It’s Glenwood election day; get your ballots in
Tuesday is the final day for balloting in the Glenwood Springs municipal election, being conducted via mail ballot, in which voters are deciding two contested City Council seats and two separate marijuana tax questions.
As of Monday, 1,416 completed ballots had been received by the City Clerk’s Office, leaving some 3,800 ballots outstanding. Ballots can be returned to City Hall, 101 W. Eighth St., between 7 a.m. and 7 p.m. today.
Turnout in the last Glenwood council election, in 2015, was about 34.5 percent, according to City Clerk Catherine Fletcher.
Running for the open at-large seat this spring are Charlie Willman, Shelley Kaup, Jonathan Gorst and Rick Davis.
In the Ward 5 race, which includes the south Glenwood Springs neighborhoods, candidates include Amber Wissing, Johnathan Godes and Don “Hooner” Gillespie. A fourth candidate appears on the ballot in the Ward 5 race; however, Sarah Gordon withdrew her candidacy after the ballots had been printed. Any votes cast for Gordon will not be counted.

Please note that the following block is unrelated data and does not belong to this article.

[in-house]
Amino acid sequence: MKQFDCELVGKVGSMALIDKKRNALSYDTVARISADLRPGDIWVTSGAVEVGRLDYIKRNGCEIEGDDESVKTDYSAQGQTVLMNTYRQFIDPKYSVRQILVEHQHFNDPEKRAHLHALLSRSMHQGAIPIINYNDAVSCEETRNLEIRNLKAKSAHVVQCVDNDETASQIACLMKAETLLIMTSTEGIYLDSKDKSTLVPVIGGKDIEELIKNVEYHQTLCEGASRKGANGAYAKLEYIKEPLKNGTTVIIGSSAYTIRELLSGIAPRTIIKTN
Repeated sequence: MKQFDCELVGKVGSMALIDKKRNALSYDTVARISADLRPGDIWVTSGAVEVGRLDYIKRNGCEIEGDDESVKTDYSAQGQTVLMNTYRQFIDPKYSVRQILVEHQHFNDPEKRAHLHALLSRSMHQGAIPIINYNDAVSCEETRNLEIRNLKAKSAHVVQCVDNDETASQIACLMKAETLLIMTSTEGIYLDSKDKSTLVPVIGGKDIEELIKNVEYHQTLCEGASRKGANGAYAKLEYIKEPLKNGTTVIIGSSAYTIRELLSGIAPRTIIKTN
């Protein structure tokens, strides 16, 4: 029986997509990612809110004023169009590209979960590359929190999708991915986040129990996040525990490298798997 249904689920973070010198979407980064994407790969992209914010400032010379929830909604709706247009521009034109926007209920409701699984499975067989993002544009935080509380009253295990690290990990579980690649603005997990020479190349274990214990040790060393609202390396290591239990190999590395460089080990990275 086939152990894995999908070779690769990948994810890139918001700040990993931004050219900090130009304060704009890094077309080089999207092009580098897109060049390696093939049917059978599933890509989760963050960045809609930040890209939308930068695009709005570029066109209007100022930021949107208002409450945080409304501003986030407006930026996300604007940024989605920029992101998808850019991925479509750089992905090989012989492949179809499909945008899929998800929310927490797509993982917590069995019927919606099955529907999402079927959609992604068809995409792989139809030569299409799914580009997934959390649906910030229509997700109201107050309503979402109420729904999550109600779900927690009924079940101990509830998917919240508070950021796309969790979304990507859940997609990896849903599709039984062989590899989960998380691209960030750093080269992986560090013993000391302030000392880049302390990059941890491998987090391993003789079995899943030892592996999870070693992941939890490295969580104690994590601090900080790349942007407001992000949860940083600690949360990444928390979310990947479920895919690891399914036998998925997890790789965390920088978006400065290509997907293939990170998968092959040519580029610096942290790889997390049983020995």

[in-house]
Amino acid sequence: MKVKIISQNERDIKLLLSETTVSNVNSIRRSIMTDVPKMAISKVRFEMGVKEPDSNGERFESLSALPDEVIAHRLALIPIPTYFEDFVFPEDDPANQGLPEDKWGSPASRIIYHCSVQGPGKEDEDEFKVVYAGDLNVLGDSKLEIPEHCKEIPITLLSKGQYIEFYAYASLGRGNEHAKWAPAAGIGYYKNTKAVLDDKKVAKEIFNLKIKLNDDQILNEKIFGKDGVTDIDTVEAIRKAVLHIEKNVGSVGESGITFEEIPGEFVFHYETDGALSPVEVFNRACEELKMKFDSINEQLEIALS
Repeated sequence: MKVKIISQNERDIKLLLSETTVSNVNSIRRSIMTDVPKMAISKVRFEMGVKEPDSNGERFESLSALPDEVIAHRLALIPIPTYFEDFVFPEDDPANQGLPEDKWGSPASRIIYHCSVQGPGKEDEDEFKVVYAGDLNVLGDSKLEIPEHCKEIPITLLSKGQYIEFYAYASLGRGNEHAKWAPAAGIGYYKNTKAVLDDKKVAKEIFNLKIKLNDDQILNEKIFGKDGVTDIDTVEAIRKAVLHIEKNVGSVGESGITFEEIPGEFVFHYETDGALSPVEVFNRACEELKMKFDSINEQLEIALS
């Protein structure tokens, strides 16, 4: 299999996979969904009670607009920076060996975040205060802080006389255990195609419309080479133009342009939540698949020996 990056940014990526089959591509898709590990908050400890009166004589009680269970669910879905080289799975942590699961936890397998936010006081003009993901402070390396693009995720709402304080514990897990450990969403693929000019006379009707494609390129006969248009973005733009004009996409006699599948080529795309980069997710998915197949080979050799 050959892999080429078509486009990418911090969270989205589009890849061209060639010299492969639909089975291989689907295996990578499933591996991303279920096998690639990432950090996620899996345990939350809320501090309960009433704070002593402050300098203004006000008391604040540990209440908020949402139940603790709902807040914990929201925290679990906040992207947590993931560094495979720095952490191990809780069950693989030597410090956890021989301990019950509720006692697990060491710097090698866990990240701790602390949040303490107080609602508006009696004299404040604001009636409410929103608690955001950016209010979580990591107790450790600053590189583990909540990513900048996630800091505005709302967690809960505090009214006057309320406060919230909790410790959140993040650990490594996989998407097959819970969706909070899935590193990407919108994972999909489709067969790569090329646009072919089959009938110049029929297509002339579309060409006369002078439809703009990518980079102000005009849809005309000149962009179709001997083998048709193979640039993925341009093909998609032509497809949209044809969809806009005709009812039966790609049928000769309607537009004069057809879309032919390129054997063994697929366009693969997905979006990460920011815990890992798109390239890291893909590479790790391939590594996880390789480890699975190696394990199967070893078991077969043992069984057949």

Rick Voorhees is also running unopposed for the Ward 2 seat, and will be the new council representative for the West Glenwood area.
City voters also are being asked to decide whether Glenwood Springs should assess a special 5 percent tax on recreational retail sales of marijuana products in the city, in addition to existing city, county and state taxes. A second question asks if an additional 5 percent excise tax on wholesale transfers of marijuana products in the city should also be levied.
If approved, the city intends to use the annual revenues, up to $500,000 for each tax as proposed, for education and public health programs associated with legalized marijuana, enforcement of local marijuana regulations and city infrastructure needs.
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Current Basalt officials say the town government has violated the Colorado Taxpayers’ Bill of Right by increasing the property tax mill levy over the prior years 10 times since the mid-2000s. Two former mayors contend the mill levy could be adjusted in any given year as long as it didn’t exceed the mill levy in 1994. It’s a $2 million question.